The Emperor returned for a second one-day visit in 1967, en route to the US and Canada, and was again greeted by large crowds and honored with a reception for some 200 people at Government House.

Haile Selassie I Bermuda Nov 2019

The teachings of both His Imperial Majesty and Hon. Marcus Garvey were the catalyst for the uplifting of black people around the world, leading to the overthrow of European colonialism in numerous African and Caribbean nations.

Equally, their teachings formed the foundation of the Rastafarian Movement in Jamaica which spread to the Caribbean, Africa and eventually the entire world.

The primary vehicle of the message of Rastafari was the word sound and power of reggae music, which has in itself become one of the most powerful forms of political and social upliftings.

The musical works of Bob Marley, Burning Spear, Peter Tosh, Judy Mowatt, Marcia Griffiths, Steel Pulse, Lucky Dube and Jimmy Cliff have helped to change how black people view themselves and each other and how they were viewed by others.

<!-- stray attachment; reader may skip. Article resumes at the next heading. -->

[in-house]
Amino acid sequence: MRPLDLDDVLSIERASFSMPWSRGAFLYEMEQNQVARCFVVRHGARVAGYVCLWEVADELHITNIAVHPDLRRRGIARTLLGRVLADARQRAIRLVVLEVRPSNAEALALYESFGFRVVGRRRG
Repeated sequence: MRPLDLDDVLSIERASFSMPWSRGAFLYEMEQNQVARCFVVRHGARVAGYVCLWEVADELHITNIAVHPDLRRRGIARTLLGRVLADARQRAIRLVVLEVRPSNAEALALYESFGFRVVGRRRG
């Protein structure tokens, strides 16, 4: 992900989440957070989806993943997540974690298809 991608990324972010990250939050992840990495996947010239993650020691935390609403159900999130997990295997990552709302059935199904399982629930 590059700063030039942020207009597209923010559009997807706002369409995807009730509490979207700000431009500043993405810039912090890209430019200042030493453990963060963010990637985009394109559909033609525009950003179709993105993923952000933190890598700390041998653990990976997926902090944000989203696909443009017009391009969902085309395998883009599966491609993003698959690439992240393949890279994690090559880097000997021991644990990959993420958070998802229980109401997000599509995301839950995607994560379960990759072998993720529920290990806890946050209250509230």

So too, in Bermuda during the 1970s, the Rastafari movement grew out of the inspiration of reggae music.

One neighborhood in particular became the epicentre of black youths seeking to learn more about this African King and their African roots; some know the area as Friswells Road, others know it as the “King Negus” region.

Out of the King Negus region grew the birth of two reggae bands, one known as ‘The Third and Fourth Generation’ the other known as ‘Ital Foundation,’ the latter going on to record a seminal album in the early 1980s.

Fast forward to 2019 and a new band by the name of The Kings Band has been formed with some of the members of the previous mentioned bands.

The Kings Band members include:

  • Drums: Stephen Furbert drums
  • Bass Guitar: Keith ‘Bassie’ Flood
  • Keyboards: Ralph ‘Popa’ Flood
  • Guitar: Wensey Woolridge
  • Guitar and vocals: Jules ‘Juice’ Roberts
  • Percussion and vocals: Kavin ‘Aswad’ Wilson
  • Alto sax and percussion: Micheal Payne ,
  • Percussion and vocals: Mitchelle ‘Live Wires’ Trott
  • Percussion and vocals: Phiemma Caisey